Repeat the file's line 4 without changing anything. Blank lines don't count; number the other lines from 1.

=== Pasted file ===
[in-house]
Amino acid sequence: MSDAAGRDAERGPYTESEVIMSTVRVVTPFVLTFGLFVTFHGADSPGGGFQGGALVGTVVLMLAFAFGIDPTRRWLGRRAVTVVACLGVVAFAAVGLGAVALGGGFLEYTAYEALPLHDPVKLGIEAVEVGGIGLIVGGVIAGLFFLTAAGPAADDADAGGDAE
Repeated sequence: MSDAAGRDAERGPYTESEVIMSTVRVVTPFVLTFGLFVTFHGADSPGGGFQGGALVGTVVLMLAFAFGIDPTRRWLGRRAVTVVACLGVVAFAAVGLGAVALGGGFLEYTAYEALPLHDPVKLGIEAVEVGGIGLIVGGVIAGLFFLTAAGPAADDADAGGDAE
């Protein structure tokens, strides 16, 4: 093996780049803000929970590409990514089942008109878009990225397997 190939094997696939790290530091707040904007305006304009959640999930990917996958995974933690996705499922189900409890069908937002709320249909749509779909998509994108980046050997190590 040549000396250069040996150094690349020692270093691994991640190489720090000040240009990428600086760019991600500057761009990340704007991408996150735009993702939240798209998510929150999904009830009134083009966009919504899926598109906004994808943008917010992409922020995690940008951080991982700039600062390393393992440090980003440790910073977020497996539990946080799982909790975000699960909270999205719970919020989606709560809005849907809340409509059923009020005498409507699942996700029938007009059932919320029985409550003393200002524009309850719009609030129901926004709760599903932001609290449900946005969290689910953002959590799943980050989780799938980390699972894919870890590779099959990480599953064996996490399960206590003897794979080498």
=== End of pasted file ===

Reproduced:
């Protein structure tokens, strides 16, 4: 093996780049803000929970590409990514089942008109878009990225397997 190939094997696939790290530091707040904007305006304009959640999930990917996958995974933690996705499922189900409890069908937002709320249909749509779909998509994108980046050997190590 040549000396250069040996150094690349020692270093691994991640190489720090000040240009990428600086760019991600500057761009990340704007991408996150735009993702939240798209998510929150999904009830009134083009966009919504899926598109906004994808943008917010992409922020995690940008951080991982700039600062390393393992440090980003440790910073977020497996539990946080799982909790975000699960909270999205719970919020989606709560809005849907809340409509059923009020005498409507699942996700029938007009059932919320029985409550003393200002524009309850719009609030129901926004709760599903932001609290449900946005969290689910953002959590799943980050989780799938980390699972894919870890590779099959990480599953064996996490399960206590003897794979080498």